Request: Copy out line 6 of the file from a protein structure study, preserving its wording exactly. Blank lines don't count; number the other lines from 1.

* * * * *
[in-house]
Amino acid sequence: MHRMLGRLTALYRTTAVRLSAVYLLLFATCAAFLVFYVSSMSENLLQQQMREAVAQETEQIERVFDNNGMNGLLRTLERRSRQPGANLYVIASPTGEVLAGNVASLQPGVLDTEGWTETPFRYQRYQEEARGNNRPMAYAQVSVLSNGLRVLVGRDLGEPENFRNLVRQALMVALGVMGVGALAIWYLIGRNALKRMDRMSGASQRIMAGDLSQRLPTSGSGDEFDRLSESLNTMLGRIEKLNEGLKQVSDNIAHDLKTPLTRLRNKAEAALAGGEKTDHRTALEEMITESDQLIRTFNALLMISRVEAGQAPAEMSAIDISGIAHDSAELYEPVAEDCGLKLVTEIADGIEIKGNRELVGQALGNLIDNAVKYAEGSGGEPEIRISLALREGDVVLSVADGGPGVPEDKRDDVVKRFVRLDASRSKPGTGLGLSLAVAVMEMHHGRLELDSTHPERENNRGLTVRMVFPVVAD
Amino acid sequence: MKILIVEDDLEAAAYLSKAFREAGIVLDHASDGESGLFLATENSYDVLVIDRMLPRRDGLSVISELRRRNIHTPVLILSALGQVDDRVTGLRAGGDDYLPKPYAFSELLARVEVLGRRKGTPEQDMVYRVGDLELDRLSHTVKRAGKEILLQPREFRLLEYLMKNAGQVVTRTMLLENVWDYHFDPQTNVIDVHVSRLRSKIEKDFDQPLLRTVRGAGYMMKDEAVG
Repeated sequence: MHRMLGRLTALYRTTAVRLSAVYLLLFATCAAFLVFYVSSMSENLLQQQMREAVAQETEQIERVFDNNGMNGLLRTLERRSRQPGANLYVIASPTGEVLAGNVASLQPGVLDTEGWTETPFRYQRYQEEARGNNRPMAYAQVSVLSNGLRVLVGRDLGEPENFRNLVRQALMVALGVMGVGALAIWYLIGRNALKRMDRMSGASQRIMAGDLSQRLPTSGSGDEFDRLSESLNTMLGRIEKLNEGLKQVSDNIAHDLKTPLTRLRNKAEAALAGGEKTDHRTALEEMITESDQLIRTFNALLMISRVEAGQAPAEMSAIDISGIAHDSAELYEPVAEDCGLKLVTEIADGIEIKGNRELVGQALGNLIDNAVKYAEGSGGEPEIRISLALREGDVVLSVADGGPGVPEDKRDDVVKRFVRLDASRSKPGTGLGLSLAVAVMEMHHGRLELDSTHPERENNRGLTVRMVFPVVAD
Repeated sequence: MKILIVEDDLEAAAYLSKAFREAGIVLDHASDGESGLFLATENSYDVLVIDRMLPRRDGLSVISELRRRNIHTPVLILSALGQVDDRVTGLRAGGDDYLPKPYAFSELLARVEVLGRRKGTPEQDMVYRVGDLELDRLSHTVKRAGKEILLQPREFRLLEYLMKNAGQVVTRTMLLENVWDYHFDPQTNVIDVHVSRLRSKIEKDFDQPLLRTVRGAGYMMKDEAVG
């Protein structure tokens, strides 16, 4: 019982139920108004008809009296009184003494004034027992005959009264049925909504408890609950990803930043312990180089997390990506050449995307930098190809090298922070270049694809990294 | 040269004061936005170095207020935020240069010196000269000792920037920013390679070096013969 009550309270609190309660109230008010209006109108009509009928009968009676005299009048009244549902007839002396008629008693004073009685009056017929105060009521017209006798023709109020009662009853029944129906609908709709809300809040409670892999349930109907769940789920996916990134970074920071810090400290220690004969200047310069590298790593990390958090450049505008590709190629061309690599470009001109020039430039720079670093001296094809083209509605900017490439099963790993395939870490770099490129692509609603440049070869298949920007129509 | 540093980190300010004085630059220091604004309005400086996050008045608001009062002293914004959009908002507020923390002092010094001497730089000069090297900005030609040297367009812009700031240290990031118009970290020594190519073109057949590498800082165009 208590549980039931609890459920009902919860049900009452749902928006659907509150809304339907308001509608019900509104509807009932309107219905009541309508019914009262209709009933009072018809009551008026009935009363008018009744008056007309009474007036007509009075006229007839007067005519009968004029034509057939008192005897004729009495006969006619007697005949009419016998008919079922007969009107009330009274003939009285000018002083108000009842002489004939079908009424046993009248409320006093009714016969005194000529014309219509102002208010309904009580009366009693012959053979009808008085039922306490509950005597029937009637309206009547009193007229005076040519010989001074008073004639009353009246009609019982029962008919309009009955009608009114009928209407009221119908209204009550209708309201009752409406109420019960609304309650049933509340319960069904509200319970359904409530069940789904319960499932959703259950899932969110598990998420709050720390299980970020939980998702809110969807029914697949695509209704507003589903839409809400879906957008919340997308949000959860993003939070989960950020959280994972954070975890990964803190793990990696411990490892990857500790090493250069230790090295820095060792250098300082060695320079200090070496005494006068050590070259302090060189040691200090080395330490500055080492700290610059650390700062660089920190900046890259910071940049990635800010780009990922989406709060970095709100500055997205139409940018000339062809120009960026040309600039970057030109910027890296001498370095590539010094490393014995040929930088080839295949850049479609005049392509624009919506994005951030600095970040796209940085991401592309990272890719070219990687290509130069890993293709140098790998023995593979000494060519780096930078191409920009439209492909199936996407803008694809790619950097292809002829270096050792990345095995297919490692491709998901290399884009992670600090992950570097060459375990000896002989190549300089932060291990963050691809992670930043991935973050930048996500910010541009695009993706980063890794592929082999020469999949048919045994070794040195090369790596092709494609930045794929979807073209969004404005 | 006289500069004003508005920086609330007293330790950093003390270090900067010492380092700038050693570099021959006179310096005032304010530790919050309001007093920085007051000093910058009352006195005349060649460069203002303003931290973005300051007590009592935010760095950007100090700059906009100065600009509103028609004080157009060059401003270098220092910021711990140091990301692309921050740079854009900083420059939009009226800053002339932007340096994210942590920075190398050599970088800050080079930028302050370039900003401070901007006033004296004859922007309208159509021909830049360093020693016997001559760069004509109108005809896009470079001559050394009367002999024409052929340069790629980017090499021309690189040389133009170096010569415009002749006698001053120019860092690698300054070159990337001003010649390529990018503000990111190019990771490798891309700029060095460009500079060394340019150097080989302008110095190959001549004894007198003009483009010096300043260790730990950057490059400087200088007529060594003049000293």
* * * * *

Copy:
């Protein structure tokens, strides 16, 4: 019982139920108004008809009296009184003494004034027992005959009264049925909504408890609950990803930043312990180089997390990506050449995307930098190809090298922070270049694809990294 | 040269004061936005170095207020935020240069010196000269000792920037920013390679070096013969 009550309270609190309660109230008010209006109108009509009928009968009676005299009048009244549902007839002396008629008693004073009685009056017929105060009521017209006798023709109020009662009853029944129906609908709709809300809040409670892999349930109907769940789920996916990134970074920071810090400290220690004969200047310069590298790593990390958090450049505008590709190629061309690599470009001109020039430039720079670093001296094809083209509605900017490439099963790993395939870490770099490129692509609603440049070869298949920007129509 | 540093980190300010004085630059220091604004309005400086996050008045608001009062002293914004959009908002507020923390002092010094001497730089000069090297900005030609040297367009812009700031240290990031118009970290020594190519073109057949590498800082165009 208590549980039931609890459920009902919860049900009452749902928006659907509150809304339907308001509608019900509104509807009932309107219905009541309508019914009262209709009933009072018809009551008026009935009363008018009744008056007309009474007036007509009075006229007839007067005519009968004029034509057939008192005897004729009495006969006619007697005949009419016998008919079922007969009107009330009274003939009285000018002083108000009842002489004939079908009424046993009248409320006093009714016969005194000529014309219509102002208010309904009580009366009693012959053979009808008085039922306490509950005597029937009637309206009547009193007229005076040519010989001074008073004639009353009246009609019982029962008919309009009955009608009114009928209407009221119908209204009550209708309201009752409406109420019960609304309650049933509340319960069904509200319970359904409530069940789904319960499932959703259950899932969110598990998420709050720390299980970020939980998702809110969807029914697949695509209704507003589903839409809400879906957008919340997308949000959860993003939070989960950020959280994972954070975890990964803190793990990696411990490892990857500790090493250069230790090295820095060792250098300082060695320079200090070496005494006068050590070259302090060189040691200090080395330490500055080492700290610059650390700062660089920190900046890259910071940049990635800010780009990922989406709060970095709100500055997205139409940018000339062809120009960026040309600039970057030109910027890296001498370095590539010094490393014995040929930088080839295949850049479609005049392509624009919506994005951030600095970040796209940085991401592309990272890719070219990687290509130069890993293709140098790998023995593979000494060519780096930078191409920009439209492909199936996407803008694809790619950097292809002829270096050792990345095995297919490692491709998901290399884009992670600090992950570097060459375990000896002989190549300089932060291990963050691809992670930043991935973050930048996500910010541009695009993706980063890794592929082999020469999949048919045994070794040195090369790596092709494609930045794929979807073209969004404005 | 006289500069004003508005920086609330007293330790950093003390270090900067010492380092700038050693570099021959006179310096005032304010530790919050309001007093920085007051000093910058009352006195005349060649460069203002303003931290973005300051007590009592935010760095950007100090700059906009100065600009509103028609004080157009060059401003270098220092910021711990140091990301692309921050740079854009900083420059939009009226800053002339932007340096994210942590920075190398050599970088800050080079930028302050370039900003401070901007006033004296004859922007309208159509021909830049360093020693016997001559760069004509109108005809896009470079001559050394009367002999024409052929340069790629980017090499021309690189040389133009170096010569415009002749006698001053120019860092690698300054070159990337001003010649390529990018503000990111190019990771490798891309700029060095460009500079060394340019150097080989302008110095190959001549004894007198003009483009010096300043260790730990950057490059400087200088007529060594003049000293």